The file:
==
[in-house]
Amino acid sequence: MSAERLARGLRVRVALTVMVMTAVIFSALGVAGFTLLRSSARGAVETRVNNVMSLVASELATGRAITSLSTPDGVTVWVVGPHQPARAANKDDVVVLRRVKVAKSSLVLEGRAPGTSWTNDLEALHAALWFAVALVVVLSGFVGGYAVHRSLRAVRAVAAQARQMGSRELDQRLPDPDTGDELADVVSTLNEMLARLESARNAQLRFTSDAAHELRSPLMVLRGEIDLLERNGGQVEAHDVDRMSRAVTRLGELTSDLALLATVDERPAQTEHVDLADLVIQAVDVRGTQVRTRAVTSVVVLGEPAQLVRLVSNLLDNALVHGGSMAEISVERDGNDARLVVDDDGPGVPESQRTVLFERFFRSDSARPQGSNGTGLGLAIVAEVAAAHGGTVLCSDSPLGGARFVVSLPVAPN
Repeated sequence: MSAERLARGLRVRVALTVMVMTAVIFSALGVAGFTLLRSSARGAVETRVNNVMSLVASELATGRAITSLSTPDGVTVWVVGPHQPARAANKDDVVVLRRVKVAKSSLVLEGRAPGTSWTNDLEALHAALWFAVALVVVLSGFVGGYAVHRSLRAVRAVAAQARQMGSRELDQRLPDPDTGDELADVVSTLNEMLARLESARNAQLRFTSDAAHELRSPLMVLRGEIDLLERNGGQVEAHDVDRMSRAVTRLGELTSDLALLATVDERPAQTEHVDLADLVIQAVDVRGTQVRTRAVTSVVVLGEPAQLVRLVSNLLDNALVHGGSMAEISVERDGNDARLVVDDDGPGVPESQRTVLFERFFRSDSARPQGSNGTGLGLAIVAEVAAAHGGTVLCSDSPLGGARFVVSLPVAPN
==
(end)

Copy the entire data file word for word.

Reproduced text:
[in-house]
Amino acid sequence: MSAERLARGLRVRVALTVMVMTAVIFSALGVAGFTLLRSSARGAVETRVNNVMSLVASELATGRAITSLSTPDGVTVWVVGPHQPARAANKDDVVVLRRVKVAKSSLVLEGRAPGTSWTNDLEALHAALWFAVALVVVLSGFVGGYAVHRSLRAVRAVAAQARQMGSRELDQRLPDPDTGDELADVVSTLNEMLARLESARNAQLRFTSDAAHELRSPLMVLRGEIDLLERNGGQVEAHDVDRMSRAVTRLGELTSDLALLATVDERPAQTEHVDLADLVIQAVDVRGTQVRTRAVTSVVVLGEPAQLVRLVSNLLDNALVHGGSMAEISVERDGNDARLVVDDDGPGVPESQRTVLFERFFRSDSARPQGSNGTGLGLAIVAEVAAAHGGTVLCSDSPLGGARFVVSLPVAPN
Repeated sequence: MSAERLARGLRVRVALTVMVMTAVIFSALGVAGFTLLRSSARGAVETRVNNVMSLVASELATGRAITSLSTPDGVTVWVVGPHQPARAANKDDVVVLRRVKVAKSSLVLEGRAPGTSWTNDLEALHAALWFAVALVVVLSGFVGGYAVHRSLRAVRAVAAQARQMGSRELDQRLPDPDTGDELADVVSTLNEMLARLESARNAQLRFTSDAAHELRSPLMVLRGEIDLLERNGGQVEAHDVDRMSRAVTRLGELTSDLALLATVDERPAQTEHVDLADLVIQAVDVRGTQVRTRAVTSVVVLGEPAQLVRLVSNLLDNALVHGGSMAEISVERDGNDARLVVDDDGPGVPESQRTVLFERFFRSDSARPQGSNGTGLGLAIVAEVAAAHGGTVLCSDSPLGGARFVVSLPVAPN